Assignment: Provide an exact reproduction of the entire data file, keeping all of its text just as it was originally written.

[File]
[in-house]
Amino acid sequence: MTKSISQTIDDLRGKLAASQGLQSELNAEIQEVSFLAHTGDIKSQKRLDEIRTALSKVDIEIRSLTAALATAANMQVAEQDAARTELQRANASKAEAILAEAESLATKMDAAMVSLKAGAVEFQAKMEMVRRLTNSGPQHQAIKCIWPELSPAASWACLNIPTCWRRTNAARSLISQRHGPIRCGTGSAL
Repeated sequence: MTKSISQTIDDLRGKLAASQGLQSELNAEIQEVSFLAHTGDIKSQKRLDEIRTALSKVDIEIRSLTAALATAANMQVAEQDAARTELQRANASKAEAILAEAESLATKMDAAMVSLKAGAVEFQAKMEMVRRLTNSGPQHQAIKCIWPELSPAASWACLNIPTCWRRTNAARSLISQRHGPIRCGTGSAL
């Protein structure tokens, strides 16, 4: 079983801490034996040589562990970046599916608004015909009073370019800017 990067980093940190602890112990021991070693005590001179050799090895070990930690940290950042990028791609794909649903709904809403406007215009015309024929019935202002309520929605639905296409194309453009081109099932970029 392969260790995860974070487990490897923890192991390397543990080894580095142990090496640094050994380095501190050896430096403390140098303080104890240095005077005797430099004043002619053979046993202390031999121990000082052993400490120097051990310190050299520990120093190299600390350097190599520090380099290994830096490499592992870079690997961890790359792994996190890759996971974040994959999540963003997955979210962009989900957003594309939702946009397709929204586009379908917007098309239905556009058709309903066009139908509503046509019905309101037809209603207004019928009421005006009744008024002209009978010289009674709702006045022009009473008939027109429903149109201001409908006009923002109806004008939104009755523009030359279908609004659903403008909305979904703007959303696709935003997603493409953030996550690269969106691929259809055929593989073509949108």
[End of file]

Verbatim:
[in-house]
Amino acid sequence: MTKSISQTIDDLRGKLAASQGLQSELNAEIQEVSFLAHTGDIKSQKRLDEIRTALSKVDIEIRSLTAALATAANMQVAEQDAARTELQRANASKAEAILAEAESLATKMDAAMVSLKAGAVEFQAKMEMVRRLTNSGPQHQAIKCIWPELSPAASWACLNIPTCWRRTNAARSLISQRHGPIRCGTGSAL
Repeated sequence: MTKSISQTIDDLRGKLAASQGLQSELNAEIQEVSFLAHTGDIKSQKRLDEIRTALSKVDIEIRSLTAALATAANMQVAEQDAARTELQRANASKAEAILAEAESLATKMDAAMVSLKAGAVEFQAKMEMVRRLTNSGPQHQAIKCIWPELSPAASWACLNIPTCWRRTNAARSLISQRHGPIRCGTGSAL
């Protein structure tokens, strides 16, 4: 079983801490034996040589562990970046599916608004015909009073370019800017 990067980093940190602890112990021991070693005590001179050799090895070990930690940290950042990028791609794909649903709904809403406007215009015309024929019935202002309520929605639905296409194309453009081109099932970029 392969260790995860974070487990490897923890192991390397543990080894580095142990090496640094050994380095501190050896430096403390140098303080104890240095005077005797430099004043002619053979046993202390031999121990000082052993400490120097051990310190050299520990120093190299600390350097190599520090380099290994830096490499592992870079690997961890790359792994996190890759996971974040994959999540963003997955979210962009989900957003594309939702946009397709929204586009379908917007098309239905556009058709309903066009139908509503046509019905309101037809209603207004019928009421005006009744008024002209009978010289009674709702006045022009009473008939027109429903149109201001409908006009923002109806004008939104009755523009030359279908609004659903403008909305979904703007959303696709935003997603493409953030996550690269969106691929259809055929593989073509949108």